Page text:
Chicago, late 1940s early '50s, St. Margaret Mary's, the wooden desks. I can still see the dark scratches on the surface, the narrow groove for pencils, the hole about the size of a silver dollar in the upper right hand corner. That was the ink well, but in eight years I never saw a drop of ink.
Several times a year we played musical desks and everybody ended up in a new one. The first thing you did, without looking, was stuff your workbooks into the space beneath the surface. Then you looked for a smooth spot somewhere on top. Good luck. Eventually you checked out the underside, and there they were. The lumps. Gumballs. Most were hard, with a sort of dusty covering. You could pry them off, but you learned real fast that you didn't want to. It was the yuch factor. The better course was to add to their number.
Which I did. Who knows, I may have planted a couple next to one of my dad's.
Blogs are gumballs without the yuch. You chew something over, roll it into a ball, post it on the internet, and see what sticks. That's the fun, seeing what sticks:
My understanding of "Let There Be Light" suggests that the light has as much of a spiritual quality as a physical.It all adds up to an education--mine. On my terms, no less. I ask the questions and pick the brains. In return I get opinions, photos, poems, and a few accounts of journeys. I get leads. Have I been to Slate's Blogging the Bible web page? The one for FaithBooking? For the Jet Propulsion Laboratory? Have I read John Polkinghorne, Tom Wolfe, Loren Eiseley, Thomas Merton, Mario Beauregard, Teilhard de Chardin (if not, here's a DVD summarizing The Phenomemon of Man)?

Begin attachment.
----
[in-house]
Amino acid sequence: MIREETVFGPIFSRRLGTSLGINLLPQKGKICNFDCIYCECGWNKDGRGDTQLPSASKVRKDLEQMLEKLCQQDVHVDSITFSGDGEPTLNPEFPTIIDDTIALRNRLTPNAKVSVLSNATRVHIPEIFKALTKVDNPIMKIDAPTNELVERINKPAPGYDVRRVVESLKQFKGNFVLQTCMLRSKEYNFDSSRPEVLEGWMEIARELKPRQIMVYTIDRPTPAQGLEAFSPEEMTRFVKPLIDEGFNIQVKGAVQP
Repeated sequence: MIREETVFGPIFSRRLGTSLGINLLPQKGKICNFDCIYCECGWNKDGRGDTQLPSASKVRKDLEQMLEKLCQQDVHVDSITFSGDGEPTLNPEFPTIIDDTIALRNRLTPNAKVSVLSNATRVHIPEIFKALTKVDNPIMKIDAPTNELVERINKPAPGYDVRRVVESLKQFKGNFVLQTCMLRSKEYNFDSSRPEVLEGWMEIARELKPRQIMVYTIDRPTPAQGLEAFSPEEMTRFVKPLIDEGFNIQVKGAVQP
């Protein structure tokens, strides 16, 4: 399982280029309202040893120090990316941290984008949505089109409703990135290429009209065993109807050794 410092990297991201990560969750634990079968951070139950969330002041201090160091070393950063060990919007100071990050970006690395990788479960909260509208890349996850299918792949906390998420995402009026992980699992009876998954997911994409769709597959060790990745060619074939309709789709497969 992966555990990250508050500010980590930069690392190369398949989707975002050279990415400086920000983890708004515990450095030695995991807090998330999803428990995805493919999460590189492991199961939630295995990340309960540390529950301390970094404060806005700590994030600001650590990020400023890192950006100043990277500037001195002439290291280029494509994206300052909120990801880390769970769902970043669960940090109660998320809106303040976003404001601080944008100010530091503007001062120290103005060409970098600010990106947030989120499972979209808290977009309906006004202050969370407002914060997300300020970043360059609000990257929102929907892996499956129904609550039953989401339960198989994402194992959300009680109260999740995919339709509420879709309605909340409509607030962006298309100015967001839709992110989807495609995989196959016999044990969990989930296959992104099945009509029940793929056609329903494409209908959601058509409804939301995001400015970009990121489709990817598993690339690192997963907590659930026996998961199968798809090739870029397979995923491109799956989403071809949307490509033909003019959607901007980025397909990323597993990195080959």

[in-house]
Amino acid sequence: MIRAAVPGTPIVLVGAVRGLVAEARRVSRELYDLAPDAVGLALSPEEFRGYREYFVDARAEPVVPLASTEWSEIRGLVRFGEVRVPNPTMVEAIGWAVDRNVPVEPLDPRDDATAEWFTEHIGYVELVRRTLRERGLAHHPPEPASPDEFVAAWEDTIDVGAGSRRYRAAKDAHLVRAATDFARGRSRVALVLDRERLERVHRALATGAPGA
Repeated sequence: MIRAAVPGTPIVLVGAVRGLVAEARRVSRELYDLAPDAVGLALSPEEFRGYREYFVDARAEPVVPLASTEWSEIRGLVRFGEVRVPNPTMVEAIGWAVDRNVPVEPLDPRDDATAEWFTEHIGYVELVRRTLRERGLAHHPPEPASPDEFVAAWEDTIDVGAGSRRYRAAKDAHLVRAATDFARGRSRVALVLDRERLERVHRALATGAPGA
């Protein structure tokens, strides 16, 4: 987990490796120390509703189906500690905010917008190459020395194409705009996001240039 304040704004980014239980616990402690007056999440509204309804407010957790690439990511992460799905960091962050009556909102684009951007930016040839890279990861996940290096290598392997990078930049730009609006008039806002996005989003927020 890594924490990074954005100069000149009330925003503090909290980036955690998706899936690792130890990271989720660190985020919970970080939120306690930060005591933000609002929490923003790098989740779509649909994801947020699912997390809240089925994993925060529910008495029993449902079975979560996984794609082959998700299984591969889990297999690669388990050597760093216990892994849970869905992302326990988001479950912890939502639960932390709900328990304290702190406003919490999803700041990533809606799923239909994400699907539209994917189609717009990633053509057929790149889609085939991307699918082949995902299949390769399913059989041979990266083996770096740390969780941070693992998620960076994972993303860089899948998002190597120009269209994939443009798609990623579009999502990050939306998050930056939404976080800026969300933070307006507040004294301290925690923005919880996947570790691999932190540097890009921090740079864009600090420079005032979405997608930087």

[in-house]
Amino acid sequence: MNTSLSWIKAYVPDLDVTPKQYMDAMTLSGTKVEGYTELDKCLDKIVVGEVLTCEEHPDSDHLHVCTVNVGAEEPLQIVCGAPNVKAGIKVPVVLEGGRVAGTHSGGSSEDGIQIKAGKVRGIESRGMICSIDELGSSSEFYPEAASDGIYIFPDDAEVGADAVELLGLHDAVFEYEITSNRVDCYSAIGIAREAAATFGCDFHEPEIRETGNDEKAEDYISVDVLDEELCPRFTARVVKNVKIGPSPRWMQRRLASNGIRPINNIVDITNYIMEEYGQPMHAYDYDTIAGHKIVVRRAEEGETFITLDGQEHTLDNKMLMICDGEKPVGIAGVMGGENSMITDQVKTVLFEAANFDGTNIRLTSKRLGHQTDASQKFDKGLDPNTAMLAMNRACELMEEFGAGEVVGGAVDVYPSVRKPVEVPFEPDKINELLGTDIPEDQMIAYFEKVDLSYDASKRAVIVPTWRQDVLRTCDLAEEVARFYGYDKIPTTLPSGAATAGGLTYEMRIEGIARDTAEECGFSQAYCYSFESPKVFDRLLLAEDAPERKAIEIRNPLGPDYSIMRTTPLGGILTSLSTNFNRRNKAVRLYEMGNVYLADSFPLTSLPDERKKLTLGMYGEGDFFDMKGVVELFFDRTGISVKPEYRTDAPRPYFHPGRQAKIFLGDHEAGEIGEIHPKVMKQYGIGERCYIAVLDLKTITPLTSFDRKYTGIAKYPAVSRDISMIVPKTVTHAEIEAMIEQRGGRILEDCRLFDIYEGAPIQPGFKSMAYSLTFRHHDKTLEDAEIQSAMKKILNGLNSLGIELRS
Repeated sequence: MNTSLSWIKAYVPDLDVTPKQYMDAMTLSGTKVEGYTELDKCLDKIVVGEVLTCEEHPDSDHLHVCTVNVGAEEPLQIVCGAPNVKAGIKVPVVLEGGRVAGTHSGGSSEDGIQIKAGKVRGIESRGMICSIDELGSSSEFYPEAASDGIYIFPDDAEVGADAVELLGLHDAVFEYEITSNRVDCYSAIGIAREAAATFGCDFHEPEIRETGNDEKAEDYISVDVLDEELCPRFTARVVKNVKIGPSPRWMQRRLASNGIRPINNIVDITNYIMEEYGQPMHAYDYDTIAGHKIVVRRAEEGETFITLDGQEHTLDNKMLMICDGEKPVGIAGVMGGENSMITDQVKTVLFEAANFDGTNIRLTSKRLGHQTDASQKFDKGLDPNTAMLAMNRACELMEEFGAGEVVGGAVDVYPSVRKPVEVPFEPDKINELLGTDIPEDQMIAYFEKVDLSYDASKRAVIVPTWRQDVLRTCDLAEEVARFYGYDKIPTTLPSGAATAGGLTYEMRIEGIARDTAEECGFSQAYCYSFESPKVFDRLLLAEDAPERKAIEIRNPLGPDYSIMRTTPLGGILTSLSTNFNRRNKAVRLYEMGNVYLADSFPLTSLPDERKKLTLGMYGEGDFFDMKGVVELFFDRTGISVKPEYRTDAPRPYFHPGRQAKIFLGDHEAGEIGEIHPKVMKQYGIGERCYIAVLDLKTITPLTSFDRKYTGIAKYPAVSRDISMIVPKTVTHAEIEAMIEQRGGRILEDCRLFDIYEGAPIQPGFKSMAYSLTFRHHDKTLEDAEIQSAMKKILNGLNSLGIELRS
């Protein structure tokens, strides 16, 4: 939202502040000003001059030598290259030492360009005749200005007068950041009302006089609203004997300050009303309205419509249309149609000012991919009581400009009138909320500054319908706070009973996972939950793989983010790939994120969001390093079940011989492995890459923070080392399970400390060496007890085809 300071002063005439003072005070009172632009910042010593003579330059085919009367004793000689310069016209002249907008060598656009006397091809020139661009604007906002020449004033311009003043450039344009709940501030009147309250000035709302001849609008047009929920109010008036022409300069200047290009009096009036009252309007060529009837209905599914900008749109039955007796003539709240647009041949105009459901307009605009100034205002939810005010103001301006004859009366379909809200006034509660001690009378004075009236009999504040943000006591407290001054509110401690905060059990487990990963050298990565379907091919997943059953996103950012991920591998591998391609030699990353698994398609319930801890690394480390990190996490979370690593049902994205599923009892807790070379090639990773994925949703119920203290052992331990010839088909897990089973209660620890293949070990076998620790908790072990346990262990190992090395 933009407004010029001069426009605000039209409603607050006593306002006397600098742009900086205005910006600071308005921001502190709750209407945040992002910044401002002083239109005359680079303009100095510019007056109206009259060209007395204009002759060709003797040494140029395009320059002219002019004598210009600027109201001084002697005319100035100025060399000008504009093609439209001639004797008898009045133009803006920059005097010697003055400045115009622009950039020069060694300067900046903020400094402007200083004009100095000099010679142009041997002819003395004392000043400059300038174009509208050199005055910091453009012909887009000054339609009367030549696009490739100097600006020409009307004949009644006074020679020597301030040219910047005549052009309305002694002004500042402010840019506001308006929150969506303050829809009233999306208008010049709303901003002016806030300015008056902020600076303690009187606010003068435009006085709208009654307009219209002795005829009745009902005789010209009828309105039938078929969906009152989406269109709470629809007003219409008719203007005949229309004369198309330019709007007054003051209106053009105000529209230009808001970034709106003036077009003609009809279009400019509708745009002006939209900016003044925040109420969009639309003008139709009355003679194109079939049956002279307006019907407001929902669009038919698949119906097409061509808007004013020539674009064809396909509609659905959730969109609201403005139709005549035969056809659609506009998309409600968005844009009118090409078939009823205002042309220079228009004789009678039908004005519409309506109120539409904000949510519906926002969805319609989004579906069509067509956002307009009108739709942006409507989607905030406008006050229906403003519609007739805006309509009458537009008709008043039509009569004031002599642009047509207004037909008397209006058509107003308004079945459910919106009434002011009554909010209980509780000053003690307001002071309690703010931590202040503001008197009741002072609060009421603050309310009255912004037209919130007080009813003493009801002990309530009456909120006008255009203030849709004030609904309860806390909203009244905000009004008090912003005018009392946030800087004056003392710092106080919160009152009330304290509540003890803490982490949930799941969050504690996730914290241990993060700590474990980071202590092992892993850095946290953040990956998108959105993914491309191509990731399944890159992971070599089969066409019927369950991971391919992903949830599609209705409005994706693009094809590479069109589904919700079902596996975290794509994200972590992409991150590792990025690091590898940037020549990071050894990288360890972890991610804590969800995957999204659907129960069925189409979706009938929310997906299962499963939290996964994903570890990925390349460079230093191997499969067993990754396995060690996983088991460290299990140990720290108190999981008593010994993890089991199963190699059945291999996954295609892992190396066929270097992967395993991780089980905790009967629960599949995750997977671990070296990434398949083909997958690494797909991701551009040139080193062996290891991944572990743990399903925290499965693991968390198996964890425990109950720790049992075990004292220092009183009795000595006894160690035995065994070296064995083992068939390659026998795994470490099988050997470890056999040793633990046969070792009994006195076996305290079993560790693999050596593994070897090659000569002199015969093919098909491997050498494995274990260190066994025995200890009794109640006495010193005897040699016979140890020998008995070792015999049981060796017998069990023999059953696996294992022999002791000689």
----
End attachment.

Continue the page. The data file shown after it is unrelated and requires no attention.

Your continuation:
Let's say a police office enters a crime scene in total darkness. . . .
Your premise that "if you poke it and it wiggles, it's alive" leaves me staring at my bowl of Jello.
I'd like to think that when the next animal pulls up and Adam says,"I name him giraffe" that God kind of does a spit-take or laughs milk through his nose and says, "Where the hell did that name come from!"
Spirit, natural as any miracle,
Great matter's second stage,
Provoked, shaped with clay,
Coaxed, warmed, fired to Self.
At some point it reduces to an article of faith, and isn't it deliciously ironic that even science must ultimately rely on faith?
I also get new perspectives, like that of an artist who looked--in both directions--at the sequence of Matter, Life, and Spirit in her creative process. And I get to hear from people I haven't heard from in a long while, several of them for over forty years.
I like to think in gumballs. They're essences. They're what you put in a nutshell. They're templates. Stick 'em somewhere and see what accrues, what fits. "Old Story" and "New Story" are gumballs, one a mirror image (almost) of the other. Spirit in the first position vs. Spirit in the last position. Are there actually cosmologies out there that fit the Old template? Chapter One of the Book of Genesis comes close, but there's too much Matter up front. Are there any that fit the New? Many come to mind, but none is a perfect fit.
But that's where the action is, the education--where something doesn't fit the template. Poor fits offer the promise of something new, something fresh, something to keep an eye on.
In the weeks ahead I'll be looking at three cosmologies that fit the "New" template. On a whim, I chose ones that had the word "everything" in their titles: Bill Bryson's A Short History of Nearly Everything, Harold Morowitz's The Emergence of Everything, and Ken Wilber's A Brief History of Everything. Getting each down to a gumball will be hard. I'll have to stick to it--and so will you.
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